Some More Garden Updates

Some updates on the garden. The fruit garden is doing well. Tally so far, 4 quartz of blackberries and 2 quarts of blueberries picked and in the freezer. I will be picking more blueberries today if it cools off enough.

The hay bale garden is going strong, and the aphids are dying off due to the garlic spray.

The straw bale garden is doing well for the most part, but the chard is continuing to not do much of anything. I am fertilizing today so hopefully that will help.

I have done a tally based on how much organic produce I have picked this year so far, based on current local grocery store prices and it is $109.50. I spent $400 on the garden this year, though, so it will be a bit before I’ve paid that back and start making a profit. But I have no doubt I will.

So far I have collected 21 duck eggs. If I get 3 again tomorrow it’ll be 2 dozen in a very short time period. And I worried that I wouldn’t get enough eggs. Well, we are getting enough. Omelettes for lunch today and meatloaf for dinner to use some of these up! I might make some cloverleaf rolls, too, if I get ambitious. Oh, wait, I forgot about the 2 I used to make 2 batches of peanut butter cookies. I’ve collected 23 duck eggs since they started laying.

The Barnevelders are almost 15 weeks old. They have about 7 weeks to go before they start laying eggs, too. Then we will be up to our eyeballs in eggs. But I can sell the excess and give some away. My turkey hen probably won’t lay eggs until early March. I’m not sure how many eggs turkeys lay, but I know it is seasonal. By then we will only have the two birds. I have read that toms are not fertile until they start their second year of life. They will turn one on April 9th. So the first month or two will probably not be fertile, but after that we may get a clutch to hatch. Royal Palms go broody. If Gina hatches out a clutch, then I’ll know I can do a batch or two in the incubator. I’d love to be able to sell some poults next spring at prices that are a little less exorbitant than the ones from the hatcheries or the feed stores. This is a heritage breed that needs preserving. $10 to $14 a poult is a lot for some people who might do it if the start up costs weren’t so high. I’d sell them for $5 a poult for newborns.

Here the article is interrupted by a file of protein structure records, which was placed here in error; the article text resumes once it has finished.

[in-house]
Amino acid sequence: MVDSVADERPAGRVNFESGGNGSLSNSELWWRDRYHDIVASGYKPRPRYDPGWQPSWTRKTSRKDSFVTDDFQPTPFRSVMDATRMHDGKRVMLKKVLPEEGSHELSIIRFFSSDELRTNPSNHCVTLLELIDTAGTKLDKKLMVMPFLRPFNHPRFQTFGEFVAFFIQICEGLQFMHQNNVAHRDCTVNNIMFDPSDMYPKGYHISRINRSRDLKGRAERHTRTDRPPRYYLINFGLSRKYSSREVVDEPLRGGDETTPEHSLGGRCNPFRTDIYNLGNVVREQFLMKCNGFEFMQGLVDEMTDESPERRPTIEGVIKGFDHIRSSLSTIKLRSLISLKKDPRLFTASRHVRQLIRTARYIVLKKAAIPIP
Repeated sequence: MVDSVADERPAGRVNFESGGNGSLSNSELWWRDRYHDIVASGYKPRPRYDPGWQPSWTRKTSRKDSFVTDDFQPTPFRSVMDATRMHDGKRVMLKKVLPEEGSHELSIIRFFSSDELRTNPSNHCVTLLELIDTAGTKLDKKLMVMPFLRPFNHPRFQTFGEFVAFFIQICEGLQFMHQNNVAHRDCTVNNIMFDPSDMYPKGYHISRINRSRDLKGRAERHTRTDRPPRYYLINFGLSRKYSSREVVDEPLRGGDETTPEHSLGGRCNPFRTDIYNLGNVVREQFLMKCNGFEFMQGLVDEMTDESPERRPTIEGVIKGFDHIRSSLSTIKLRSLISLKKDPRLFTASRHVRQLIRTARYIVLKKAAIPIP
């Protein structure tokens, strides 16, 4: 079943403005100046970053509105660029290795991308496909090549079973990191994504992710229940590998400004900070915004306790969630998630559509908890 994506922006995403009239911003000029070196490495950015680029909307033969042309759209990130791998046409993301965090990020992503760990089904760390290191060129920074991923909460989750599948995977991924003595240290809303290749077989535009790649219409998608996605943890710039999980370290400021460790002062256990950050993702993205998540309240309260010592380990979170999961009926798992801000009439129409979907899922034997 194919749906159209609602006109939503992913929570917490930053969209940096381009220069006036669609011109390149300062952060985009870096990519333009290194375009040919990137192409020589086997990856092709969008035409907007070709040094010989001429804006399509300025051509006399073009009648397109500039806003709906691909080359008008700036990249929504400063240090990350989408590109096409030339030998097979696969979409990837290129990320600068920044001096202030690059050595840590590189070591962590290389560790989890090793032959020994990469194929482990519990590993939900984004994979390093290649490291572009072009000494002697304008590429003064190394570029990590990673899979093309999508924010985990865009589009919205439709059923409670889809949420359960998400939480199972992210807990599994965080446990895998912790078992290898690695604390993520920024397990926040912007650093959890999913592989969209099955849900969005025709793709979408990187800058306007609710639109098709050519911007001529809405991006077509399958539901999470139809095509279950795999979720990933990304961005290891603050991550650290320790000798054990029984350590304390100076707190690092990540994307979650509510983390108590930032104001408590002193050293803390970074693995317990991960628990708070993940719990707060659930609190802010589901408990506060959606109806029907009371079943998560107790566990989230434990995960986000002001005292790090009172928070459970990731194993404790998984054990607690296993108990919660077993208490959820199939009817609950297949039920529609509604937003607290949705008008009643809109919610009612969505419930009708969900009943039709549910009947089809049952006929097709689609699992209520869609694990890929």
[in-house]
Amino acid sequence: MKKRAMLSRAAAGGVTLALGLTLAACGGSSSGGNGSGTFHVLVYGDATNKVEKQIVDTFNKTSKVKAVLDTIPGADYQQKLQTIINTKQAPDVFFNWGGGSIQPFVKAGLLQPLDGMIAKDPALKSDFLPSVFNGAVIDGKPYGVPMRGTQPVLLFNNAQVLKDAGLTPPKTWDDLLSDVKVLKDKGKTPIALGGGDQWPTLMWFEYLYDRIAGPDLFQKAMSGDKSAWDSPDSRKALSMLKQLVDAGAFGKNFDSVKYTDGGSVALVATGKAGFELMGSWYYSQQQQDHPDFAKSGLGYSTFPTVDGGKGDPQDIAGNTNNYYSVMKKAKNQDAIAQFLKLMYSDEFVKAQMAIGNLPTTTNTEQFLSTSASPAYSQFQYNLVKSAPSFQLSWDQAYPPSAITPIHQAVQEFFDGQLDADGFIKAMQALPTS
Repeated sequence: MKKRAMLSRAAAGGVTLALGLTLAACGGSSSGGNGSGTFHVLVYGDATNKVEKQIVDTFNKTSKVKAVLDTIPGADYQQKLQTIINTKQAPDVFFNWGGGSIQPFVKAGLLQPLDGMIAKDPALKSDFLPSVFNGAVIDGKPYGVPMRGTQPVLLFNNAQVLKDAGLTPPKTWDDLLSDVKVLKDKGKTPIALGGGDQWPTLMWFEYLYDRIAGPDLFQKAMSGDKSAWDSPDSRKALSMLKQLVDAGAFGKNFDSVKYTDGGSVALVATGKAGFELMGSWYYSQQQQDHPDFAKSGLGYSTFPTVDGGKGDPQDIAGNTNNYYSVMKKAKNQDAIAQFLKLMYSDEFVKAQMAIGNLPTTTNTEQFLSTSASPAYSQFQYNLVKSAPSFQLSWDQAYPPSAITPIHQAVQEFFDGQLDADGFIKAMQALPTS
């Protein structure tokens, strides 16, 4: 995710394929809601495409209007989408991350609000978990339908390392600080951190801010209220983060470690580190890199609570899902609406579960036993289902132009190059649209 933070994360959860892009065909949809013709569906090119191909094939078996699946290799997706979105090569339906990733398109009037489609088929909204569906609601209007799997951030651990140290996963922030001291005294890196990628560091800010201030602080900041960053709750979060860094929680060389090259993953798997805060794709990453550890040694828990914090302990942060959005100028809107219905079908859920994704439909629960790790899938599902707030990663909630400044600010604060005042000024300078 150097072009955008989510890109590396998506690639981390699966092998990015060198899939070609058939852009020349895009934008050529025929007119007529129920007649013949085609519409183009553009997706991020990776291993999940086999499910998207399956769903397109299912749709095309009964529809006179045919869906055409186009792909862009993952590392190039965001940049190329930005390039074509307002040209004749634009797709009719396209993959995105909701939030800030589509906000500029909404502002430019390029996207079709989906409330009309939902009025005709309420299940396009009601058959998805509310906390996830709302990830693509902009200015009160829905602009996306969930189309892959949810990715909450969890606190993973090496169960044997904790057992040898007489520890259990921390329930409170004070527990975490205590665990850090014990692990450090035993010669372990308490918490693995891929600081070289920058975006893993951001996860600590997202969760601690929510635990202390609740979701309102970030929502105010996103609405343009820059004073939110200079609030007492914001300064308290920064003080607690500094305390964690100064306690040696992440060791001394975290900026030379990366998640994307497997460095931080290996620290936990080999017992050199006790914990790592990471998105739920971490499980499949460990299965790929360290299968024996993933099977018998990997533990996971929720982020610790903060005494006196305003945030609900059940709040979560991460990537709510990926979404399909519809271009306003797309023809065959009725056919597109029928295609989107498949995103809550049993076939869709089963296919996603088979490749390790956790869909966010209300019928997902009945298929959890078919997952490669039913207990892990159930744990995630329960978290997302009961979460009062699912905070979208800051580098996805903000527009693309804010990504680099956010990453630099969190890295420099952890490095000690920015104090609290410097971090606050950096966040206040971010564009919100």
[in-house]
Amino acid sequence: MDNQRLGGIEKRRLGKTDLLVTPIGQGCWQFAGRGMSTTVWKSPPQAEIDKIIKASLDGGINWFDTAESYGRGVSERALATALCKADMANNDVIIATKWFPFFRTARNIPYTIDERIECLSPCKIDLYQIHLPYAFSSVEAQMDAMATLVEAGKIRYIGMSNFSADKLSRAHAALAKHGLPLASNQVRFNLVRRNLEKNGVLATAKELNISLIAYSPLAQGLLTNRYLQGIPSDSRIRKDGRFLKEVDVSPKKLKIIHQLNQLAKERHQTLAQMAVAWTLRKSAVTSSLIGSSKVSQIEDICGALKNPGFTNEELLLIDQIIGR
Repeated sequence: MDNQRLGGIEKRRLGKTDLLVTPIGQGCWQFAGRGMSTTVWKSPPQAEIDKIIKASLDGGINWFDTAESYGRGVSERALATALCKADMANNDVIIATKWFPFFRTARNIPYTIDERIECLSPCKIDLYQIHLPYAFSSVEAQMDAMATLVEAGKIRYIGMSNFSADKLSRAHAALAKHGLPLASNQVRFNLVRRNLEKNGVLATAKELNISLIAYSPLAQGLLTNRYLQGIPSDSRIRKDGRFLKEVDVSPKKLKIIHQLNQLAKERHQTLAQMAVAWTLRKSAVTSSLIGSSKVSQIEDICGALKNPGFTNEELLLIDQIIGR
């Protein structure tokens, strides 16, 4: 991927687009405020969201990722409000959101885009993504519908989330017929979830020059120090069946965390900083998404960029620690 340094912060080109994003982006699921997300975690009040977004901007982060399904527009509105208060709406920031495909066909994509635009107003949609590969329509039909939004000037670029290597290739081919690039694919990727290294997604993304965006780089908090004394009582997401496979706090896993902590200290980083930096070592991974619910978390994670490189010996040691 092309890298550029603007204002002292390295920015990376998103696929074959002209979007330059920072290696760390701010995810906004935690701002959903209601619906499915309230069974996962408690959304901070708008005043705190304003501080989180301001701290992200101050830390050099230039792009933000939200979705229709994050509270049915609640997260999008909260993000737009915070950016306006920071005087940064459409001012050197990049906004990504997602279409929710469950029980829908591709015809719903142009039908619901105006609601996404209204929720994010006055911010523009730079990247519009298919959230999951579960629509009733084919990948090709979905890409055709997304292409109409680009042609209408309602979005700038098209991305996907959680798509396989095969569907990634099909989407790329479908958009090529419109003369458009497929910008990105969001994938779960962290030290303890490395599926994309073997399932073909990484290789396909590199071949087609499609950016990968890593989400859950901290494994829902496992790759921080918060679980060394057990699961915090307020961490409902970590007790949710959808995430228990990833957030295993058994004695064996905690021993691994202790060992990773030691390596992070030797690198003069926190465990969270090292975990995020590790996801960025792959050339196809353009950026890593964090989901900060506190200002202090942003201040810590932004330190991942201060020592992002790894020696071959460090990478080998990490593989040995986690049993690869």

I’d like to sell ducklings, too, next year. If my ducks go broody, which they are supposed to. At least with Welsh Harlequins you can sex by beak color with 90% accuracy in the first 3 days, so I’ll even know what I have. If we’ve moved by then, I’ll do a few clutches and keep some females to increase flock size, raise some males for meat (but we will have the barrel plucker by then), and sell some ducklings. I’ve already got people who want some WH ducklings next year. Since my males are not related to my females I should have good, healthy ducklings. I’m sure I’ll have to pick up an unrelated WH drake for the female ducklings that will grow up, but that is okay. Drakes are much easier to come by. If we don’t move, I probably won’t try to let the ducks go broody. We might be able to do one clutch, but that would be it.

Straight run Welsh Harlequin ducklings are almost $9 each from the hatchery, so selling them for $5 would still give me a little profit and get the breed out there at a more reasonable cost, at least locally. I’m not sure how these are ever supposed to become less rare if people can’t afford to buy them.

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3 thoughts on “Some More Garden Updates

  1. valbjerke says:

    Oh I would love to have a fruit garden – I’ve only a few raspberries that the horses keep stripping.
    Lots of wild twin berries and saskatoons – but it takes some thrashing through the bush to pick them.

    • LuckyRobin says:

      It is the first thing I am planning for when we move, to put in thornless blackberries, thornless raspberries, strawberries, huckleberries, blueberries, plums, pears, cherries, and if the place doesn’t have them, though most homes do here, apples.

      • valbjerke says:

        That sounds awesome – all of that grows up here too – what I really need is to dedicate a place to plant them. Apples do well here – but you have to tie the branches up in the winter or they break off from the snow load.

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